I call these Nasca distractions, after the Nasca lines – giant pictures created by the Nasca culture between 400 and 650 AD. These images, which are only visible from surrounding hills or higher, include hummingbirds, monkeys and spiders.

Like the images these distractions can only be spotted if you view from above your immediate surroundings, though in this case your surroundings in terms of time – the current day or week. Cast your eyes over what you planned to do in the coming months and they should be more obvious.

Falling foul of this type of distraction can see you wandering from your main, long-term goal and spending too much time pursuing something less important. The best way to guard against this is to have a plan and review your progress regularly.

Recently I’ve realised I have done this myself. My main focus had become getting traffic to this site. Unfortunately the main methods I was using were time consuming and had to be maintained if the flow of traffic was to continue. Meanwhile I was doing little or no work on the product I aim to release this year.

So now I’ve realigned my tasks and I’m once again giving the product top priority. Last week I prepared over twenty videos for uploading to a website. This week I intend to complete the other parts of the product so that I can start on the sales video. This means I have less time to spend on getting traffic to this site, but at least I am now working on completing my first main goal of the year.

I think we need to be vigilant when it comes to distractions. Hopefully I’ve given you an opportunity to think about whether you have fallen victim to any and you’ll now be on your guard against your own ‘squirrel moments’.

Profit Hacks – An Opportunity to Learn to Launch

The You Diagram
If you don’t recognise the diagram here it may be time to stand back and take a good look at your business. It comes from the Internet Business Manifesto, a report issued some years ago by Rich Schefren.

It essentially shows how the majority of internet businesses are organized, with too many tasks being handled by one person. The business owner. You.

Now, years later, Rich claims to have found the solution to this problem and it’s based on leveraging your time and effort. The solution is contained within his next product: Profit Hacks. Unfortunately for many it’s likely to be a high ticket solution and possibly beyond the means of many starting an online business.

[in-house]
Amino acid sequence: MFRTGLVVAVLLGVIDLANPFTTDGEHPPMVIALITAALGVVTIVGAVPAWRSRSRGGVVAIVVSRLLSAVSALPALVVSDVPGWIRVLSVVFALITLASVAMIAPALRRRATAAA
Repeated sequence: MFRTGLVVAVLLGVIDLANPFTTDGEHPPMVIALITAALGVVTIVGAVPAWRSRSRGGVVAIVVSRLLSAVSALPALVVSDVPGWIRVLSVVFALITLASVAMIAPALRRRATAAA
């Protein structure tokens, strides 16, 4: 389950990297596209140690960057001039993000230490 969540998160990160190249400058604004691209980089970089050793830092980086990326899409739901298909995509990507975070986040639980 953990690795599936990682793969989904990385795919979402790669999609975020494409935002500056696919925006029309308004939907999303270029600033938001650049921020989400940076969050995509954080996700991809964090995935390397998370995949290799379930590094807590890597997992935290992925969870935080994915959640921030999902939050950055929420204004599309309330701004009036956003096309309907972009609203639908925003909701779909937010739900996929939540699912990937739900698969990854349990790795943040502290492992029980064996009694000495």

However that does not mean it will not be worth watching this launch as it progresses. Rich has successfully predicted a number of changes that have come to pass in the internet marketing arena and has also been very successful at getting his marketing right.

Now let me give you a little insider information. This is actually the third time this product has been launched.

It was first launched to his high ticket buyers in June 2011. Back then the website contained only a couple of videos in each of the 5 modules. Selling at a lower price point than the one he is aiming for now, Rich used this launch to gather testimonials and make improvements via feedback.

The second launch was to the rest of his list, and now he’s starting the third launch to the general internet marketing public via affiliates. After feedback from the first two launches Profit Hacks now has 7 modules and includes an outsourcing course that has been sold seperately in the past.

So there’s the first lesson to learn. Even the most successful marketers do trial runs and react to feedback. They are also not averse to using repurposed evergreen material.

As with previous launches Rich has started his current campaign by issuing a free report. You can get The Profit Prophesy without even having to opt-in here.

The no cost, no opt-in setup is to remove two main barriers to entry. He’s trying to get as many people as he can into his sales funnel.

Take a look at the report. It’s an interesting perspective, but don’t lose sight of the fact this is the opening of a launch process. Rich is not just alerting people to a “mind virus that’s affecting online entrepreneurs worldwide”. He’s reinforcing his positioning as an expert, arousing interest and inviting interaction for the next stage of the launch.

This is likely to be teaser content. As Profit Hacks is about leverage and efficiency it’s probably written or video material he has used in the previous launches.

There’s also going to be another Schefren trademark: a multi-hour livecast. This is an interesting component considering the product is aimed at entrepreneurs who are swamped with work and are supposed to have little free time! I assume this is to get attention, be seen to be offering some of the information for free and to further qualify the list of prospects.

Even if you don’t see the value of Profit Hacks or even if you do but cannot afford it I recommend you watch this launch unfold. You can often learn a lot by watching a master at work and Rich is one online entrepreneur who clearly is successful at what he does.